The Biden administration and the Department of Transportation have been cracking down on airlines and problems with the travel industry. It recently announced that it would propose a new rule requiring airlines and third-party websites to be more transparent about the fees being charged.
The American Society of Travel Advisors (ASTA) has concerns about the Department of Transportation’s proposal. Though it applauds the DOT’s efforts, the ASTA believes fee disclosures may burden travel agencies.
Executive vice president of advocacy Eben Peck believes that the proposed plan is a step in the right direction, meaning that passengers should know precisely what fees will be charged when purchasing airfare.
“That said, ASTA has serious concerns about the effect the requirement to disclose multiple fees in each and every ‘offline’ transaction (over the phone and face-to-face) – even to repeat customers and frequent fliers – will have on agency operations. In its last proposed rulemaking on this topic in 2017, it mandated these disclosures only upon the customer’s request. It should do so again here.” – Eben Peck
The Department of Transportation has been cracking down on airlines to be fully transparent with passengers regarding delays and compensation. It is now proposing a new rule requiring the transparency of fees. The new rule will require airlines and any travel website to disclose additional fees from the moment the airfare is first displayed. Charges can include seat selection and/or changes, flight changes and cancellations, and carry-on and/or checked baggage.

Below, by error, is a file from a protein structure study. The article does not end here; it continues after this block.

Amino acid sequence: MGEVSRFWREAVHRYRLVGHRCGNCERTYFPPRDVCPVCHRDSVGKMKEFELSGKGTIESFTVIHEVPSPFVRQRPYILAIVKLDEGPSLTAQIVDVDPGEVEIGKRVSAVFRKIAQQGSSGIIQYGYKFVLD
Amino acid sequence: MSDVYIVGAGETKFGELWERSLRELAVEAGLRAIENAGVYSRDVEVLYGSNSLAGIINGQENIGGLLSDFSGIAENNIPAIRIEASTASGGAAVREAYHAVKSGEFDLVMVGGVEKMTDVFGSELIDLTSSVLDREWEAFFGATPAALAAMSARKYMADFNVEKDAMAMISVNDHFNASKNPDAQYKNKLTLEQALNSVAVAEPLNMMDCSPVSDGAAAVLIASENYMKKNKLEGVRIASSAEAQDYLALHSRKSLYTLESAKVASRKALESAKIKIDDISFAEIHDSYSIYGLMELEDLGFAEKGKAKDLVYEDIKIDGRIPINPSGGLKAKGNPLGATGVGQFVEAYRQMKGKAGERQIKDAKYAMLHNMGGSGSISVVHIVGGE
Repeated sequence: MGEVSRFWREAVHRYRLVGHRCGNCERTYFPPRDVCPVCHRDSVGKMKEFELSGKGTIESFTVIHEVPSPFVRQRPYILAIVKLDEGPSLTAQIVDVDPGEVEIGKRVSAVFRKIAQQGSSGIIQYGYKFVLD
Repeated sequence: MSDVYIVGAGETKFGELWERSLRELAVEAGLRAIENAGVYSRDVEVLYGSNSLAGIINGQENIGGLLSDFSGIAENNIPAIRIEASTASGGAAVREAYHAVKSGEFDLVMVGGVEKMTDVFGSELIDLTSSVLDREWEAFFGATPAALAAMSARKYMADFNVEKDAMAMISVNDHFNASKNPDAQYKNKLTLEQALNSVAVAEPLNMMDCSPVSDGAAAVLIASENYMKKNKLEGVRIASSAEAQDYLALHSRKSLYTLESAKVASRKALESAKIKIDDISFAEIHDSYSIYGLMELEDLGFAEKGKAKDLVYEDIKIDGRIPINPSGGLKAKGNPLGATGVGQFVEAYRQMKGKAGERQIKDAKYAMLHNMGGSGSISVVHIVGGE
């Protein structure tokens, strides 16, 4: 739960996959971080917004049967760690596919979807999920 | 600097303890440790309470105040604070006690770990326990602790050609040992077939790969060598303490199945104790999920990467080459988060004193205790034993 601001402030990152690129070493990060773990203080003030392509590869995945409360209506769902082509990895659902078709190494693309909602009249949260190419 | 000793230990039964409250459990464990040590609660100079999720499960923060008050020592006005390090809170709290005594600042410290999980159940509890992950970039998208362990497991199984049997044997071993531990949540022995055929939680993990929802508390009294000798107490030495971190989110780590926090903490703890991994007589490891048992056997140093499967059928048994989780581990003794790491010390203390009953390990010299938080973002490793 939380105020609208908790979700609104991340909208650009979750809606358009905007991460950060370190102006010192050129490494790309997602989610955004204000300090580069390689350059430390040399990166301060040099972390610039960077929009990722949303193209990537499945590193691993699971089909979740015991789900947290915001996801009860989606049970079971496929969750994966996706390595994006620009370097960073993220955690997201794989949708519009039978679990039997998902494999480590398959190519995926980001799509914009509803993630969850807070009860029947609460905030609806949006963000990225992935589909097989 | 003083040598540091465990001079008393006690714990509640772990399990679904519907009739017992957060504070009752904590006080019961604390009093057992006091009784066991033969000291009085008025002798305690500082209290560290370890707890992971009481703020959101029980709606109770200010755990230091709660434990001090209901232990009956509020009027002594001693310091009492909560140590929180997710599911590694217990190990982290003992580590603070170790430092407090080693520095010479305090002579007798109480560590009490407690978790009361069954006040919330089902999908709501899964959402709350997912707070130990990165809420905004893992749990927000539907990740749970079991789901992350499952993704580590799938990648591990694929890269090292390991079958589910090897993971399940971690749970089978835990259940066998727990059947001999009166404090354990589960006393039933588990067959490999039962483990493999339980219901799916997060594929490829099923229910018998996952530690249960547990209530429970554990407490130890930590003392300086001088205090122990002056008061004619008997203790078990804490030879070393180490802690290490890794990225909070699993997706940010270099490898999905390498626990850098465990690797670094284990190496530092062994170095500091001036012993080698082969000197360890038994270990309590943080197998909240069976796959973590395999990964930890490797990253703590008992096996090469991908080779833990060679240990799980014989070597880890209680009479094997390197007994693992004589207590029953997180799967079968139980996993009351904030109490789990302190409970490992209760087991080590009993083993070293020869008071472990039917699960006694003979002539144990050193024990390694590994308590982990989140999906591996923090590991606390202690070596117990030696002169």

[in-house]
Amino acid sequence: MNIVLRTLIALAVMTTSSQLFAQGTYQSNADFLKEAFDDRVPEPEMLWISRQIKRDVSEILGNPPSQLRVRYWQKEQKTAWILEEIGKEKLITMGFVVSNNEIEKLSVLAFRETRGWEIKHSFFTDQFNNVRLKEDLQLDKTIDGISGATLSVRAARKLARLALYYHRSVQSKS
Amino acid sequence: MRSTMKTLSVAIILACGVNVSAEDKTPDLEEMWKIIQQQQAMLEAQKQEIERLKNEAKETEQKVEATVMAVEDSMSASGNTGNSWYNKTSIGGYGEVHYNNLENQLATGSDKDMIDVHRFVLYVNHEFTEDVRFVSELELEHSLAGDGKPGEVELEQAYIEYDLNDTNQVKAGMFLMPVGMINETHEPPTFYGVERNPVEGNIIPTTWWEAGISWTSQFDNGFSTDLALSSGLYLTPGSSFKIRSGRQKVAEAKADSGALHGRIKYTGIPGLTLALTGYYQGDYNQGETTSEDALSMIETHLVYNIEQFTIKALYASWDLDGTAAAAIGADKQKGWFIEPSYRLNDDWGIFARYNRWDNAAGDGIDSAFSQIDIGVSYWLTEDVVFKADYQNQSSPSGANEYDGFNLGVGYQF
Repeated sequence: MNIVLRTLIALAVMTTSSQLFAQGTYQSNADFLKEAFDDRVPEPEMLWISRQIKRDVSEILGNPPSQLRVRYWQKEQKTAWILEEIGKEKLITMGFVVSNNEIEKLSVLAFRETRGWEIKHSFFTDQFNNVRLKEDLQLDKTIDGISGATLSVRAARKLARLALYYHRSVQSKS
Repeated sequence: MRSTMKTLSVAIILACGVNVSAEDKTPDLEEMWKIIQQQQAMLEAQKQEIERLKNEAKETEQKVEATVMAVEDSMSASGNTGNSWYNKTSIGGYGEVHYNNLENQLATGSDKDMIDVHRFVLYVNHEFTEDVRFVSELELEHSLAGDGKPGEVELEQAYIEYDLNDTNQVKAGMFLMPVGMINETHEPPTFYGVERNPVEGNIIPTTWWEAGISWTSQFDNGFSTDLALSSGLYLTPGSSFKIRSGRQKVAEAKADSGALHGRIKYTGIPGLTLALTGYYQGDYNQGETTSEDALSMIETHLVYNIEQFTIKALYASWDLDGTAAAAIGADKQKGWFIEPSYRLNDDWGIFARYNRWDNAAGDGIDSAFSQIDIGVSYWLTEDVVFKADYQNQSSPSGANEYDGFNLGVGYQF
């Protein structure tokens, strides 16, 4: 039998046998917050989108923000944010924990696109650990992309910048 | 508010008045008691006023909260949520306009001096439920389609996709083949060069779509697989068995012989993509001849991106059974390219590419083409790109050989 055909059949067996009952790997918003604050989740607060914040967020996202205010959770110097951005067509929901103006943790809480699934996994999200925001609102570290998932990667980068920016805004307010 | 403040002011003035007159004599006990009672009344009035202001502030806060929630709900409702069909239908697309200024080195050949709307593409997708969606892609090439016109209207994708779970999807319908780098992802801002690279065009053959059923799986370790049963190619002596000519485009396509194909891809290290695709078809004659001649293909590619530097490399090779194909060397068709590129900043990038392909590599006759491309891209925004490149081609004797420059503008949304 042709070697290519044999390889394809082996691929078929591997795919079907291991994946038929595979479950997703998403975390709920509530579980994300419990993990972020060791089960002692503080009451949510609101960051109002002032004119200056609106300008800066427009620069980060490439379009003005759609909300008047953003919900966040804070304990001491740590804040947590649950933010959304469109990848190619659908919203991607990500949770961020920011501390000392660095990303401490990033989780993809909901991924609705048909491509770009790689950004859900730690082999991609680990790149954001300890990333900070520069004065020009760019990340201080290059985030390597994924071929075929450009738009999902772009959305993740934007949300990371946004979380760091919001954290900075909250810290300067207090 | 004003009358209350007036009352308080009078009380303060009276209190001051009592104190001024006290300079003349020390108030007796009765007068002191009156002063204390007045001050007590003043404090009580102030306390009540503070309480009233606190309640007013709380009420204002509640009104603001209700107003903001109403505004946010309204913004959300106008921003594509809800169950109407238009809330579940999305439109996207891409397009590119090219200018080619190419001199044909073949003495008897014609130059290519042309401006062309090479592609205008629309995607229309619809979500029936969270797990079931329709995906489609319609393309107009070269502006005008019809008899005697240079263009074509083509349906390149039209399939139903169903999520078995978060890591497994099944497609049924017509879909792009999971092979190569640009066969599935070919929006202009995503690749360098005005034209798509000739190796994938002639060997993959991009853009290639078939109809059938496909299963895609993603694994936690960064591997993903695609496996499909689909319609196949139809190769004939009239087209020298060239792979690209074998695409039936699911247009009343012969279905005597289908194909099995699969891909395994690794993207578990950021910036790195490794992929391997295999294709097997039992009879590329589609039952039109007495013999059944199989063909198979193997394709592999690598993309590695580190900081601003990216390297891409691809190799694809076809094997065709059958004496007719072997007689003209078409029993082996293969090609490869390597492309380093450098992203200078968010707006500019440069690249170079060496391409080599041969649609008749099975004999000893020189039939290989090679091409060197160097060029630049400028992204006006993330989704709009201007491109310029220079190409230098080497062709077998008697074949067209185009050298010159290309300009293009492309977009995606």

“Airline passengers deserve to know the full, true cost of their flights before they buy a ticket. This new proposed rule would require airlines to be transparent with customers about the fees they charge, which help travelers make informed decisions and save money.” – Pete Buttigieg, United States Transportation Secretary
Yesterday, a trial began regarding the Northeast Alliance between JetBlue and American Airlines. The Department of Justice and Department of Transportation argue that the alliance does not promote fair competition within the American airline market.
Early this month, the DOT created and published a new dashboard showing compensation policies for airline delays for ten major airlines in the United States. Previously, no airline’s compensation policy was public information.
The primary catalyst for the creation of the dashboard, and what prompted a response from the airlines, was a letter from transportation secretary Pete Buttigieg. The letter informed airline CEOs that before Labor Day, the DOT would publish a dashboard outlining the airline’s compensation policies and encouraged airlines to improve their plans before the dashboard went live. Airlines responded, and nine of the ten largest United States airlines changed their policies. Now that the information has been made public, the DOT has said that it will hold airlines accountable if they do not follow through.
“Passengers deserve transparency and clarity on what to expect from an airline when there is a cancelation or disruption. This dashboard collects that information in one place so travelers can easily understand their rights, compare airline practices, and make informed decisions. The Department will continue to support passengers and to hold airlines responsible for adhering to their customer obligations.” – Pete Buttigieg, United States Transportation Secretary
What do you think about the rule that will soon be proposed? What are your thoughts on all the scrutiny from the USDOT? Let us know your thoughts in the comments below.